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The World Health Organization reports that rare diseases affect 400 million people throughout the world. A West Virginia resident might be considered to have a rare disease if fewer than 200,000 people in the United States are affected by the same disease. There are no treatment options for most rare diseases, and for others, diagnosis comes so late that treatment may be far less effective.

One reason a disease may go undiagnosed is because it is symptomless. This is the case with gallbladder disease. A rare disease might also be misdiagnosed because of symptoms that are common to a wide variety of illnesses. This may happen with mesothelioma, a type of cancer with early-stage symptoms, such as chest pain and shortness of breath, that may also indicate pneumonia, asthma or just a cold.

Half of all people diagnosed with rare diseases are children, and rare diseases often receive less research funding than other types of diseases. About one-quarter of respondents in a survey of 6,000 people said it took at least five and as long as 30 years to get a diagnosis for their rare disease. People might increase the likelihood that their disease will be diagnosed if they note any symptoms and make sure doctors are aware of them.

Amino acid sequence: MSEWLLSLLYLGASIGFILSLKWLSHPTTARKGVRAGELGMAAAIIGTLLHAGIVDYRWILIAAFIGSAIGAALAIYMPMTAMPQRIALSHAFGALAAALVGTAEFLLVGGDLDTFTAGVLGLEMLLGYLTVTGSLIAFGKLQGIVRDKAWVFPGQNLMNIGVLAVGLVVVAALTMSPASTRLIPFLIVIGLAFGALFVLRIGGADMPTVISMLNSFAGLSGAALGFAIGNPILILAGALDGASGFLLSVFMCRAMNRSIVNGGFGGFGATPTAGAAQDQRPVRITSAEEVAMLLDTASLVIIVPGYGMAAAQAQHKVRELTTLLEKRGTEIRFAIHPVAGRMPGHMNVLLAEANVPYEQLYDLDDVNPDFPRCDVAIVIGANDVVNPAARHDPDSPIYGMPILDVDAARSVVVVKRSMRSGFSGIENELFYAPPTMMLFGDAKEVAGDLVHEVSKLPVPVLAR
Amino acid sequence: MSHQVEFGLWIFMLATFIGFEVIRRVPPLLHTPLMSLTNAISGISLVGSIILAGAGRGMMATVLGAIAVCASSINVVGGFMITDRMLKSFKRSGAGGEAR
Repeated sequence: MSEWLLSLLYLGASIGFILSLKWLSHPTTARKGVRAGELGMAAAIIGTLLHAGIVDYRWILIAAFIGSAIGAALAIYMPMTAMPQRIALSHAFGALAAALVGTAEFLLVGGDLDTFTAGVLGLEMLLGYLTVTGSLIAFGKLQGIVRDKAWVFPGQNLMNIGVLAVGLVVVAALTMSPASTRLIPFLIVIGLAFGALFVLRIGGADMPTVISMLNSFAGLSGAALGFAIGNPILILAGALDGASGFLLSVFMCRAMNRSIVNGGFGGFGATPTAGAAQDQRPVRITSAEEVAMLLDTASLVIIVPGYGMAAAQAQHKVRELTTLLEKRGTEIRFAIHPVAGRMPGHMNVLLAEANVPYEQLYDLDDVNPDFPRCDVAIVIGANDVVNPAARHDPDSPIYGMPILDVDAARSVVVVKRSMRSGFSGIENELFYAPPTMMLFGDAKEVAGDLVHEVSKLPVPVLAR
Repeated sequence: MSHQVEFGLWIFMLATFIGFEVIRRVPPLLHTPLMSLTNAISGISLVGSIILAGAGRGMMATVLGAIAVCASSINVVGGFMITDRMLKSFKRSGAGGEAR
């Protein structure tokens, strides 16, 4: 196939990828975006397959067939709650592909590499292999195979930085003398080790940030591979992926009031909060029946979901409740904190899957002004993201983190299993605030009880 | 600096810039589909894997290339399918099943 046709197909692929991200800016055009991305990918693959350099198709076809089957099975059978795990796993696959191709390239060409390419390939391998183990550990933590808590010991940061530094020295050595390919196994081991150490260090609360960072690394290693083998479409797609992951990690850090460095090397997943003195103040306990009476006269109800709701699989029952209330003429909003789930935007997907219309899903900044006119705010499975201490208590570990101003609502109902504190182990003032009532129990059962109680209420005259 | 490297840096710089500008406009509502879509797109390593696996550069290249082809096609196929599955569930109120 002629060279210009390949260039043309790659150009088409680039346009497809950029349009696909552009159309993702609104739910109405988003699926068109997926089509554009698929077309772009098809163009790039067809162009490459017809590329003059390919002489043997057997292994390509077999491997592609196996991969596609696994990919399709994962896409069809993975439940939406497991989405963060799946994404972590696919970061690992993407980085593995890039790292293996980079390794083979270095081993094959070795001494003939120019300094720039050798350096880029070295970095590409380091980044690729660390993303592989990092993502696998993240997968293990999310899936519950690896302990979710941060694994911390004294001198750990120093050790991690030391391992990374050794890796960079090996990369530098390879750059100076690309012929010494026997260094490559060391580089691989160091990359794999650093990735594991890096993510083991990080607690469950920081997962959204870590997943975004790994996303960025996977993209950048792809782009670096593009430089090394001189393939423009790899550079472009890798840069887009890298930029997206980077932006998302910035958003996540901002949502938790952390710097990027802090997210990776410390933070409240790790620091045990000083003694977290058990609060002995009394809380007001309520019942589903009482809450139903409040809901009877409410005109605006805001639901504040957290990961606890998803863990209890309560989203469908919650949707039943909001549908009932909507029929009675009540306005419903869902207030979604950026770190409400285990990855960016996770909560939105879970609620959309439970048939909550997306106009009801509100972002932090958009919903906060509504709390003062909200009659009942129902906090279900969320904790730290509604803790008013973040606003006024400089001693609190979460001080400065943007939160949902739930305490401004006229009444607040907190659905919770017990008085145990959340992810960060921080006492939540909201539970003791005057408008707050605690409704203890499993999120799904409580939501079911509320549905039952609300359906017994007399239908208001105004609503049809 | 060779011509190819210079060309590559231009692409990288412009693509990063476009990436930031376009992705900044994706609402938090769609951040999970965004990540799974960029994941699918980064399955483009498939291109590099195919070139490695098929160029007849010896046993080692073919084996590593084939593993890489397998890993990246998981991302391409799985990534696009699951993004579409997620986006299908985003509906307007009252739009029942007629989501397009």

In some cases, a delayed diagnosis or misdiagnosis might be the result of medical malpractice. A successful medical malpractice suit must demonstrate that the patient did not receive a reasonable standard of care and was harmed. The former means that the actions of the medical professional will be placed in the context of what could be reasonably expected of most medical professionals.

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